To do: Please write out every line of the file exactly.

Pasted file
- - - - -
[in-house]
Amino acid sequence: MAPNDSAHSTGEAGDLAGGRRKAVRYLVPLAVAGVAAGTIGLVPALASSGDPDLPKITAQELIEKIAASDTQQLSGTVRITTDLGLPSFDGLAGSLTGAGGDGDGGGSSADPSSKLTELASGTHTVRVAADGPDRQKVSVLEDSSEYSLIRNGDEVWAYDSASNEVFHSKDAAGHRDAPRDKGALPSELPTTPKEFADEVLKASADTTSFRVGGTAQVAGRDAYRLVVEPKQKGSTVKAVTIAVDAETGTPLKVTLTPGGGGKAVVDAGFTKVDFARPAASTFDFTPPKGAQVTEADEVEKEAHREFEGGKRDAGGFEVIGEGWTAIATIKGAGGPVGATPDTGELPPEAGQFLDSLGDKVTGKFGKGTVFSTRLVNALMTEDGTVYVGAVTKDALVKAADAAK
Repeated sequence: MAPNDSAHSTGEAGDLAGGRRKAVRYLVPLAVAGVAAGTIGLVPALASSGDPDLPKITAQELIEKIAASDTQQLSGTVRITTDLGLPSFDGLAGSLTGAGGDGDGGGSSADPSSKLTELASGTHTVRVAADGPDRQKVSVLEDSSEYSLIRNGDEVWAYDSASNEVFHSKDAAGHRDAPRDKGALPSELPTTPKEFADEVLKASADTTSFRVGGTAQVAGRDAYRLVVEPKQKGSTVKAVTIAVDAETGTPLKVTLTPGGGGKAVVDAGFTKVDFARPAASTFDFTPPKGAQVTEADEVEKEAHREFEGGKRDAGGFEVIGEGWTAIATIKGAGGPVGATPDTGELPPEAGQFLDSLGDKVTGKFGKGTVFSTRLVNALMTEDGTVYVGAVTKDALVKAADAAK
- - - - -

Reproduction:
[in-house]
Amino acid sequence: MAPNDSAHSTGEAGDLAGGRRKAVRYLVPLAVAGVAAGTIGLVPALASSGDPDLPKITAQELIEKIAASDTQQLSGTVRITTDLGLPSFDGLAGSLTGAGGDGDGGGSSADPSSKLTELASGTHTVRVAADGPDRQKVSVLEDSSEYSLIRNGDEVWAYDSASNEVFHSKDAAGHRDAPRDKGALPSELPTTPKEFADEVLKASADTTSFRVGGTAQVAGRDAYRLVVEPKQKGSTVKAVTIAVDAETGTPLKVTLTPGGGGKAVVDAGFTKVDFARPAASTFDFTPPKGAQVTEADEVEKEAHREFEGGKRDAGGFEVIGEGWTAIATIKGAGGPVGATPDTGELPPEAGQFLDSLGDKVTGKFGKGTVFSTRLVNALMTEDGTVYVGAVTKDALVKAADAAK
Repeated sequence: MAPNDSAHSTGEAGDLAGGRRKAVRYLVPLAVAGVAAGTIGLVPALASSGDPDLPKITAQELIEKIAASDTQQLSGTVRITTDLGLPSFDGLAGSLTGAGGDGDGGGSSADPSSKLTELASGTHTVRVAADGPDRQKVSVLEDSSEYSLIRNGDEVWAYDSASNEVFHSKDAAGHRDAPRDKGALPSELPTTPKEFADEVLKASADTTSFRVGGTAQVAGRDAYRLVVEPKQKGSTVKAVTIAVDAETGTPLKVTLTPGGGGKAVVDAGFTKVDFARPAASTFDFTPPKGAQVTEADEVEKEAHREFEGGKRDAGGFEVIGEGWTAIATIKGAGGPVGATPDTGELPPEAGQFLDSLGDKVTGKFGKGTVFSTRLVNALMTEDGTVYVGAVTKDALVKAADAAK